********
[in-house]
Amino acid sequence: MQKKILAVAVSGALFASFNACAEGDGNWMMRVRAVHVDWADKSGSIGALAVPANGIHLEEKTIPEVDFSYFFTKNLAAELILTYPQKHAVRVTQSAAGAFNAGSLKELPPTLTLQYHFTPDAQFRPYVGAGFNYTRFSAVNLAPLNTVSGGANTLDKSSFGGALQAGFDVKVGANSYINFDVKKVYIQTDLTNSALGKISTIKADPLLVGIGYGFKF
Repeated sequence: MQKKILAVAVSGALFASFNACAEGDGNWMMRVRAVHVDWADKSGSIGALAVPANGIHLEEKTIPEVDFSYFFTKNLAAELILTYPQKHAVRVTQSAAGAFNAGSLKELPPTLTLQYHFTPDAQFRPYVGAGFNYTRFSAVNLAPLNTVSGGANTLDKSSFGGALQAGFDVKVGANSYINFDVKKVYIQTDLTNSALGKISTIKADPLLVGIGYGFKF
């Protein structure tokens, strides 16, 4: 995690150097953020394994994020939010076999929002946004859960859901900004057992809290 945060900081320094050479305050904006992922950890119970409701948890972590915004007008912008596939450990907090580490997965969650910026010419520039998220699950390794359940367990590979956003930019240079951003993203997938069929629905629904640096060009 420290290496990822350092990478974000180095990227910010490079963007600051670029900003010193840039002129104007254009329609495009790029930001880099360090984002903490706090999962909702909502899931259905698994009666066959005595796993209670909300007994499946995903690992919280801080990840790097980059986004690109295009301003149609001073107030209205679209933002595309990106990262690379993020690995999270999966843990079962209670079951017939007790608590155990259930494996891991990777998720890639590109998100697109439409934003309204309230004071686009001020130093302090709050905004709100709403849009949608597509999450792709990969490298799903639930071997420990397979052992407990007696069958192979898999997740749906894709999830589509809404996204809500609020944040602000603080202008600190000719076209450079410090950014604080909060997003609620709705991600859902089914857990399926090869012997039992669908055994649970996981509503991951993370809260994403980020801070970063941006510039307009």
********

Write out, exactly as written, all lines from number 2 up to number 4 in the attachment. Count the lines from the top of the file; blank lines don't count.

Amino acid sequence: MQKKILAVAVSGALFASFNACAEGDGNWMMRVRAVHVDWADKSGSIGALAVPANGIHLEEKTIPEVDFSYFFTKNLAAELILTYPQKHAVRVTQSAAGAFNAGSLKELPPTLTLQYHFTPDAQFRPYVGAGFNYTRFSAVNLAPLNTVSGGANTLDKSSFGGALQAGFDVKVGANSYINFDVKKVYIQTDLTNSALGKISTIKADPLLVGIGYGFKF
Repeated sequence: MQKKILAVAVSGALFASFNACAEGDGNWMMRVRAVHVDWADKSGSIGALAVPANGIHLEEKTIPEVDFSYFFTKNLAAELILTYPQKHAVRVTQSAAGAFNAGSLKELPPTLTLQYHFTPDAQFRPYVGAGFNYTRFSAVNLAPLNTVSGGANTLDKSSFGGALQAGFDVKVGANSYINFDVKKVYIQTDLTNSALGKISTIKADPLLVGIGYGFKF
């Protein structure tokens, strides 16, 4: 995690150097953020394994994020939010076999929002946004859960859901900004057992809290 945060900081320094050479305050904006992922950890119970409701948890972590915004007008912008596939450990907090580490997965969650910026010419520039998220699950390794359940367990590979956003930019240079951003993203997938069929629905629904640096060009 420290290496990822350092990478974000180095990227910010490079963007600051670029900003010193840039002129104007254009329609495009790029930001880099360090984002903490706090999962909702909502899931259905698994009666066959005595796993209670909300007994499946995903690992919280801080990840790097980059986004690109295009301003149609001073107030209205679209933002595309990106990262690379993020690995999270999966843990079962209670079951017939007790608590155990259930494996891991990777998720890639590109998100697109439409934003309204309230004071686009001020130093302090709050905004709100709403849009949608597509999450792709990969490298799903639930071997420990397979052992407990007696069958192979898999997740749906894709999830589509809404996204809500609020944040602000603080202008600190000719076209450079410090950014604080909060997003609620709705991600859902089914857990399926090869012997039992669908055994649970996981509503991951993370809260994403980020801070970063941006510039307009």